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Title: Cognitive factors predicting variation in arithmetic performance
Author: Long, Imogen Sinead Anne
ISNI:       0000 0004 7964 9039
Awarding Body: UCL (University College London)
Current Institution: University College London (University of London)
Date of Award: 2019
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Children begin to develop mathematical knowledge from a young age in varying degrees. For this reason, it is important to identify which cognitive skills are foundations to later mathematical knowledge and which are the most important for numerical development. This thesis focuses on some of the earliest cognitive processes involved in arithmetic (addition and subtraction) abilities in typically developing children between the ages of 4 and 8. Arithmetic abilities are an important outcome for children of this age and is predictive of later, more advanced arithmetic and mathematical skills. Therefore, identifying foundational factors is important for educational practices and for theories of typical and atypical arithmetic development. Three studies focused on three cognitive factors: sensori-motor skills including finger awareness, pattern understanding and symbolic number knowledge. The first two predictors were examined whilst controlling for important predictors of arithmetic including age, number knowledge, executive function and spatial skills. We showed firstly that sensori-motor skills are less important predictors of arithmetic than number knowledge and counting. Next, the potential causal relationship between number knowledge and arithmetic was examined via a training study. Our findings suggest that training in number knowledge can improve numerical and arithmetic outcomes, although we failed to reach significance due to a lack of power. Finally, we examined pattern understanding using a large patterning battery and are the first study to show that different pattern tasks (numbers, letters, shapes and objects) load onto one factor. Moreover, this factor is a unique and significant predictor of arithmetic. Together, these studies help to outline the shape of arithmetic development in typically developing children.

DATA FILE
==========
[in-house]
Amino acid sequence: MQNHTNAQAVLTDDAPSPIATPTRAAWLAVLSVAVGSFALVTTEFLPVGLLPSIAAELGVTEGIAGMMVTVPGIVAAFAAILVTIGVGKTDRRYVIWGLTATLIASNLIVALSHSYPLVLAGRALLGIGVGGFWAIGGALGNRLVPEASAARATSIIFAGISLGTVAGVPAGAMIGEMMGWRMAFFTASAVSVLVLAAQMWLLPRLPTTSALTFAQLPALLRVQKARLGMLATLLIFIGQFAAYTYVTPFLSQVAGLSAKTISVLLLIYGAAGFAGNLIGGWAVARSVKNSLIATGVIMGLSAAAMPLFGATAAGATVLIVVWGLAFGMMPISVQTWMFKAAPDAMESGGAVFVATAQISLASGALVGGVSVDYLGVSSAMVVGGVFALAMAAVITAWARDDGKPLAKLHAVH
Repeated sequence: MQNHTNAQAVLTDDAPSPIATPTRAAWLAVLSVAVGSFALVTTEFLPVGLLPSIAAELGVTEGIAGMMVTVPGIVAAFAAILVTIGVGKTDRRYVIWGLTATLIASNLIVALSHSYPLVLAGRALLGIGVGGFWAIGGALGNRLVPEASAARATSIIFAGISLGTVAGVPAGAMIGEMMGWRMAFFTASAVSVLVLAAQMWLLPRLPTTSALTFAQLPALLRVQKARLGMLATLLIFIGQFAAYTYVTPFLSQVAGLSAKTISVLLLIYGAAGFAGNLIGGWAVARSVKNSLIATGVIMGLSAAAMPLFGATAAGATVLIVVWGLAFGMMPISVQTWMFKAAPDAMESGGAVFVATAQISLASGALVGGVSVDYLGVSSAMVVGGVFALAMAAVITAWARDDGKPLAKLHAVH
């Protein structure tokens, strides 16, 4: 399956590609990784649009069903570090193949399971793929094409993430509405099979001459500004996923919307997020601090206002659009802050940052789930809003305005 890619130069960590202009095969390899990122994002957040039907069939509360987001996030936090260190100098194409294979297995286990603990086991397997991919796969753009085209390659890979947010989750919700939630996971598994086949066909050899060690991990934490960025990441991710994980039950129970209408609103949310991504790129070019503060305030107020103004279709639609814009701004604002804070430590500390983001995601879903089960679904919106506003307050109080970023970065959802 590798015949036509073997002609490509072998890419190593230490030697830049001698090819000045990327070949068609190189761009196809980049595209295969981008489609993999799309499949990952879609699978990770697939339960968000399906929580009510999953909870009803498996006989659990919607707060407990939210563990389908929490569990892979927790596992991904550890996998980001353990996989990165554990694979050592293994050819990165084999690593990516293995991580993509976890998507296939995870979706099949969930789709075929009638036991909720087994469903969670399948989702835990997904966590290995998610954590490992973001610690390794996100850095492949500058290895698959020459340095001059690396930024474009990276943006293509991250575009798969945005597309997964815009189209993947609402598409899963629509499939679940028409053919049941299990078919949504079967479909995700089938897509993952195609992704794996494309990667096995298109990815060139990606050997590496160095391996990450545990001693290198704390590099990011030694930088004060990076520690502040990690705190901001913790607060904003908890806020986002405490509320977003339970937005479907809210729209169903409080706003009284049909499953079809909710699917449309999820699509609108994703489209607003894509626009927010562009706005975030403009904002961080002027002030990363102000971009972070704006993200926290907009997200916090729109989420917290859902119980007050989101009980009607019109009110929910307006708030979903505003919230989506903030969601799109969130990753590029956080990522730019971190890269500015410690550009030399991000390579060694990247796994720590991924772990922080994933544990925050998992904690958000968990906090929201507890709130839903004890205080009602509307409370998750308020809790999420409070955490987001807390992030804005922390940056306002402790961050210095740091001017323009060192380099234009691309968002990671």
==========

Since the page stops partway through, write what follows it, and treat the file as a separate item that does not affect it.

Supervisor: Not available Sponsor: Not available
Qualification Name: Thesis (Ph.D.) Qualification Level: Doctoral
EThOS ID:  DOI: Not available